“We are, by far, the cheapest when it comes to egress cost where the cost is free for up to 10 terabytes of data and after that, it is extremely cheap when it comes to the competition,” he said.
The US-based 8×8 moved its video meetings services from AWS to Oracle to experience more than a 25 per cent increase in performance per node on Oracle Gen 2 Cloud Infrastructure and savings of over 80 per in network outbound costs when compared with the previous cloud provider.
With Oracle Cloud Infrastructure, Louis said that clients get low network outbound pricing which is over 80 per cent less expensive than AWS in some regions.
By offer low networking prices, he said that customers can move significant volumes of data at a low cost.
Saudi-based startup – Awini – moved to Oracle’s Gen 2 Cloud Infrastructure (OCI) from Amazon Web Services to get a competitive price than AWS.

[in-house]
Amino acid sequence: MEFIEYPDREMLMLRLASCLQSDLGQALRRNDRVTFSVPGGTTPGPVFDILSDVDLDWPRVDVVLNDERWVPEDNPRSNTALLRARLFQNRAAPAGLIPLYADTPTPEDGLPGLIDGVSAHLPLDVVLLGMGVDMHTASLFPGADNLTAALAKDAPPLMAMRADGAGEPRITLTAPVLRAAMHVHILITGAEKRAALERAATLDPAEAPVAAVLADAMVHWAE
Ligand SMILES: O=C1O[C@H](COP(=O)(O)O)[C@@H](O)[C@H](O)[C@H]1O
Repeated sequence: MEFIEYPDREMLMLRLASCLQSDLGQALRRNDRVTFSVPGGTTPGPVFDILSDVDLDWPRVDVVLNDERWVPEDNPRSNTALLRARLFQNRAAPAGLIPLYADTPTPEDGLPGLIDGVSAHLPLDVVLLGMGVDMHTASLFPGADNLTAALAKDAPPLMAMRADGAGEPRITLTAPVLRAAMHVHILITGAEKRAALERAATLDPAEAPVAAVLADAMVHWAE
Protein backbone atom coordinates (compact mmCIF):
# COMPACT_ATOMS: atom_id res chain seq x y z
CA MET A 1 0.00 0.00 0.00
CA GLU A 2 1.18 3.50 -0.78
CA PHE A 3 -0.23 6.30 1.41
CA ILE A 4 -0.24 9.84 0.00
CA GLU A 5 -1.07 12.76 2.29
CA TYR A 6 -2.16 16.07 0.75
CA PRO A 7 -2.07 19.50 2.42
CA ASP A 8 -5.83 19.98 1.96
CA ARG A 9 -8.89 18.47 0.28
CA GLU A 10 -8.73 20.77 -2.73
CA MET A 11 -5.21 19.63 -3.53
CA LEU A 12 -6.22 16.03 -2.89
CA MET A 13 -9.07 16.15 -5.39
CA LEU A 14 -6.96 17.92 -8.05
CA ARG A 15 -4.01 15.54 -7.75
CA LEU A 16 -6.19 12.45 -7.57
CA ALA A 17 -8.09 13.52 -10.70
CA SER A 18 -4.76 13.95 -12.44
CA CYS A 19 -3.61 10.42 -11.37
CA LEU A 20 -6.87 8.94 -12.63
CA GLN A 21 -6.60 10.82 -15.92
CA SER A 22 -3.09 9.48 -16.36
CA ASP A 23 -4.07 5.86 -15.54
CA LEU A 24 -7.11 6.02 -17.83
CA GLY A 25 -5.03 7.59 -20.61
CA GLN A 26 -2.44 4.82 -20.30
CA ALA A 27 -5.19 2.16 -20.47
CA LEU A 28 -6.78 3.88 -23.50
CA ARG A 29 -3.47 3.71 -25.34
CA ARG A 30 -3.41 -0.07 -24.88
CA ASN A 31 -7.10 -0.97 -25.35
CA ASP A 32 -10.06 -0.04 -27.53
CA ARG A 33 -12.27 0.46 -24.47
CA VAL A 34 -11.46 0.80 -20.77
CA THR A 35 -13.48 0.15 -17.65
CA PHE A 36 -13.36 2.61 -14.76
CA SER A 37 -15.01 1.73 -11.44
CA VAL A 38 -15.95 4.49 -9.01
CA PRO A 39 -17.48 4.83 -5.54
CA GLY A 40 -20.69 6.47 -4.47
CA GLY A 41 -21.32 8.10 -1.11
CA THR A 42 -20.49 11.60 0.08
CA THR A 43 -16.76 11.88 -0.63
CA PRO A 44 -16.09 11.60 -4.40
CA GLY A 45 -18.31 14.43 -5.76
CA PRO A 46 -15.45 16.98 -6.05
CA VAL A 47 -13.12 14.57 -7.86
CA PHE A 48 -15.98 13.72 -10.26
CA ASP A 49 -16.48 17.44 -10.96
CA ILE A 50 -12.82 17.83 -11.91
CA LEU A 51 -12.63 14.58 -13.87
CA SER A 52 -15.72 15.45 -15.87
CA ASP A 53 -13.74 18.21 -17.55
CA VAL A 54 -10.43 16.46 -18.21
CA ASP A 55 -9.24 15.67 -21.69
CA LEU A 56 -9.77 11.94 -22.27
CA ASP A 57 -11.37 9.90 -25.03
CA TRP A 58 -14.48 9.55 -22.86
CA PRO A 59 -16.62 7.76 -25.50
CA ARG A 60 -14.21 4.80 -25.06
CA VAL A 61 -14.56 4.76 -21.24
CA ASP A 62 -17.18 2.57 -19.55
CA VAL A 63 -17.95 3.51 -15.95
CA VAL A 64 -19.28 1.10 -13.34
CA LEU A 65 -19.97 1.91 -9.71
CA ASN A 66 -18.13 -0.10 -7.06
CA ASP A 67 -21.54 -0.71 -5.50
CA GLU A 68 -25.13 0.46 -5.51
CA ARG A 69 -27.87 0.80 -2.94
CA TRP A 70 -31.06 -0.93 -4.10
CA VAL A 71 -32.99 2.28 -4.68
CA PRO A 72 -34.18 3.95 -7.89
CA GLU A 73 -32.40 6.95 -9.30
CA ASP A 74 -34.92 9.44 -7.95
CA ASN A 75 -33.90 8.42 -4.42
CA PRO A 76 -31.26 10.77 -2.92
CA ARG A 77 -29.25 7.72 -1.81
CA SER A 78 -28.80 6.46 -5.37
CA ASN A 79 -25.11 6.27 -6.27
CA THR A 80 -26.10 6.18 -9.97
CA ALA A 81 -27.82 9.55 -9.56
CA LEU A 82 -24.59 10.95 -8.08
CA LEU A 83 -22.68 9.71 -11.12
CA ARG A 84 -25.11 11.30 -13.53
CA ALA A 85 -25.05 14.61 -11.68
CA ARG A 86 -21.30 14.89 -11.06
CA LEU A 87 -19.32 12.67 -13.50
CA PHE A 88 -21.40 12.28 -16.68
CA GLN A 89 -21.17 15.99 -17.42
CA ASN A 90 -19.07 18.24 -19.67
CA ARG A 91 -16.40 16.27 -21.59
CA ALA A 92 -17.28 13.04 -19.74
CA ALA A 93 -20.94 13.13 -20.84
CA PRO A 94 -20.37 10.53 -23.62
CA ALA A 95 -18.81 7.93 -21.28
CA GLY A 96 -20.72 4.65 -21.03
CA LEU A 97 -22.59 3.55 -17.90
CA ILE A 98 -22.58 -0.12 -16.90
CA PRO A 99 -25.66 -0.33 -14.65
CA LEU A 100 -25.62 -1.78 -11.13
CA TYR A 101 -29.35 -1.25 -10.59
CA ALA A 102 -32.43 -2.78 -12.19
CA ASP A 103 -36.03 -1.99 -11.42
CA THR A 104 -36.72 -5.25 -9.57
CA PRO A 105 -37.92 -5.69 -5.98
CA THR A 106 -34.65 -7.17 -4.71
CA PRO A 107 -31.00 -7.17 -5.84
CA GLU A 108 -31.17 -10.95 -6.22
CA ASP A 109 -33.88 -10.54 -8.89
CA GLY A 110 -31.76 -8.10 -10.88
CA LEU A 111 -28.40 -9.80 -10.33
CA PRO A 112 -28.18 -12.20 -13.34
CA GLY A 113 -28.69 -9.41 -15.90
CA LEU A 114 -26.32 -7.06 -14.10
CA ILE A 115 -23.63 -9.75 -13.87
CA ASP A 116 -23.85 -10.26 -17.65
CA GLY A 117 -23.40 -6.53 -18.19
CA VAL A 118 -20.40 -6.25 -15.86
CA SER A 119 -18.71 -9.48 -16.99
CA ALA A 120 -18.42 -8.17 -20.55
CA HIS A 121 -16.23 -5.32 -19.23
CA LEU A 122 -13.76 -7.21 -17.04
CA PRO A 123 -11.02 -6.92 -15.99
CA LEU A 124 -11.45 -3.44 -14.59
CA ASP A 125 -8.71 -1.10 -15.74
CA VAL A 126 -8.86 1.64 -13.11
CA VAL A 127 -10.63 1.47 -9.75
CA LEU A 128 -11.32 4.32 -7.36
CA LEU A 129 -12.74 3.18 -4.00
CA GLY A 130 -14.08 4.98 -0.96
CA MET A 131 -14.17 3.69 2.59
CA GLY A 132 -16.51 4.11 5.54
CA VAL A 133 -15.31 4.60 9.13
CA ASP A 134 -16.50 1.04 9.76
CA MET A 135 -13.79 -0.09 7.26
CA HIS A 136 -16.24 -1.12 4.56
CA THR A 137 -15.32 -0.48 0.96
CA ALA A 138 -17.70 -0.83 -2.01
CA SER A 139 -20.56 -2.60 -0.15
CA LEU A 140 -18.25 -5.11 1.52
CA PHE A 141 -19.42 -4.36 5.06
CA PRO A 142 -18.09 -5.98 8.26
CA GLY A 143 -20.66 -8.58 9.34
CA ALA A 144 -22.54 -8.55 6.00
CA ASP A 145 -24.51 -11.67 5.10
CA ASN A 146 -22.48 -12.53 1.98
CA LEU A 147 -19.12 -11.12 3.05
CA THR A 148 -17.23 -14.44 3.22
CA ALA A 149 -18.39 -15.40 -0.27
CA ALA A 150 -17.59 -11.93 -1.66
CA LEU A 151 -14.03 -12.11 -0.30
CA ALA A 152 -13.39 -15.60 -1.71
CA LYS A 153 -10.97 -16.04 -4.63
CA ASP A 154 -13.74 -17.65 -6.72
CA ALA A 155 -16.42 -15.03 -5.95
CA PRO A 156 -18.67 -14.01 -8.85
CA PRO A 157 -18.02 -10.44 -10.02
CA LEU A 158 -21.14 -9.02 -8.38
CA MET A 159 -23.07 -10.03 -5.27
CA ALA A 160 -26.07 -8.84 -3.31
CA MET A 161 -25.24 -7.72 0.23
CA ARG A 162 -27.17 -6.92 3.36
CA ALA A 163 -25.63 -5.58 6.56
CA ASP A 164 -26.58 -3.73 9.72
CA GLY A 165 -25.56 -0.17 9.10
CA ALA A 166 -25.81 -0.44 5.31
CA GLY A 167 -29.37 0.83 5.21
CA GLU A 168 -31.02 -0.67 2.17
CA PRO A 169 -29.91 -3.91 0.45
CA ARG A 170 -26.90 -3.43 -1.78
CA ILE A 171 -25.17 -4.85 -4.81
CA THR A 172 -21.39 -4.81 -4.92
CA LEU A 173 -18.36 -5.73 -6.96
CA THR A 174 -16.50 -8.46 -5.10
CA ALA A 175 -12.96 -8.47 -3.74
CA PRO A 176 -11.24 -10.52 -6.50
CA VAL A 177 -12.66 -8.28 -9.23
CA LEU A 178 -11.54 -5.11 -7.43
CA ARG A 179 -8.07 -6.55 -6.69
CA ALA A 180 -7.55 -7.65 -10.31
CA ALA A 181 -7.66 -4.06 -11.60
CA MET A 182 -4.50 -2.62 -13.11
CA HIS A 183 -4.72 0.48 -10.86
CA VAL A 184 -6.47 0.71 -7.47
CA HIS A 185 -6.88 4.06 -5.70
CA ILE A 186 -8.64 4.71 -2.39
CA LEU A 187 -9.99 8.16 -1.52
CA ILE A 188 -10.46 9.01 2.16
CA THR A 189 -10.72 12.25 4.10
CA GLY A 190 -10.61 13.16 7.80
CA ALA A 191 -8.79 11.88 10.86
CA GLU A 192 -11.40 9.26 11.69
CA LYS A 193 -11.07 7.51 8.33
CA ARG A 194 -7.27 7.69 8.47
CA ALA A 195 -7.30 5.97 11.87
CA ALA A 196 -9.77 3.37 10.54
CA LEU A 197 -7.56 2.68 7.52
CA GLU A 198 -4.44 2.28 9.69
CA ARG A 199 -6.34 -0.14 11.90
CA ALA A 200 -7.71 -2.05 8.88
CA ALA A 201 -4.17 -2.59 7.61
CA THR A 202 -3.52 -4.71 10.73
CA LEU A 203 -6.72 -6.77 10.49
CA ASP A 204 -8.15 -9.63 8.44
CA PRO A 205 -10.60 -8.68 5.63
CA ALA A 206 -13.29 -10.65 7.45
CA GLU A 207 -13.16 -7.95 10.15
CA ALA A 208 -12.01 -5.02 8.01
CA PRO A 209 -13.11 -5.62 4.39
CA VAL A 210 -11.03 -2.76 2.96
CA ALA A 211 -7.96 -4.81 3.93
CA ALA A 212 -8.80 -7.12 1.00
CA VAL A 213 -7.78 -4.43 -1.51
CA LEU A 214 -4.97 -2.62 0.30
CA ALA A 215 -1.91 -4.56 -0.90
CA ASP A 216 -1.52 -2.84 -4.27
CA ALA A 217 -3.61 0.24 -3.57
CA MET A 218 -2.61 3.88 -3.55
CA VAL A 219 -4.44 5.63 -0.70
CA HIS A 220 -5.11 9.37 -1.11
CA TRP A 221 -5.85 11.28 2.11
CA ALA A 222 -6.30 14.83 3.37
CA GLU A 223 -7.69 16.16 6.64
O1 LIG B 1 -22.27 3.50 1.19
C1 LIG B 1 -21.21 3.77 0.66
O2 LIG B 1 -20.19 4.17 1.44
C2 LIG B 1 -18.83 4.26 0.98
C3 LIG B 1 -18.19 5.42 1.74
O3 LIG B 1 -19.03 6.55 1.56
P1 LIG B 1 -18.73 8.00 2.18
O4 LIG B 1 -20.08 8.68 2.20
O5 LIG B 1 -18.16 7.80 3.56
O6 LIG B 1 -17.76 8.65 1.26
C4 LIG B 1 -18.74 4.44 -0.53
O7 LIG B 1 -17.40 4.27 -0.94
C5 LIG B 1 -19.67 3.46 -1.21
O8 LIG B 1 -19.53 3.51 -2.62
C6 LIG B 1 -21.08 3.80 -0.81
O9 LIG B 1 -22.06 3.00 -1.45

“The maintenance by Oracle is of really high quality and with no lock-in period for certain technologies. Everybody says that AWS is cheaper but in our experience, the prices are not consistent and sometimes it can go really high. We are working with Oracle to connect our back end with their ERP in stages,” Dr. Abdul Rahman Sultan, CEO and Founder of Awini, said.
Out of the early birds such as AWS, Microsoft and Google, industry experts said that Oracle has done the most on the hybrid cloud front in a bid to make it easier for customers to take advantage of the public cloud and, at the same time, keep their workloads partly on-premises.
Holger Mueller, Vice-President and Principal Analyst at Constellation Research, said that Oracle is at least two generations ahead of everyone else for delivering a production-proven autonomous database—available in the cloud and on-premises.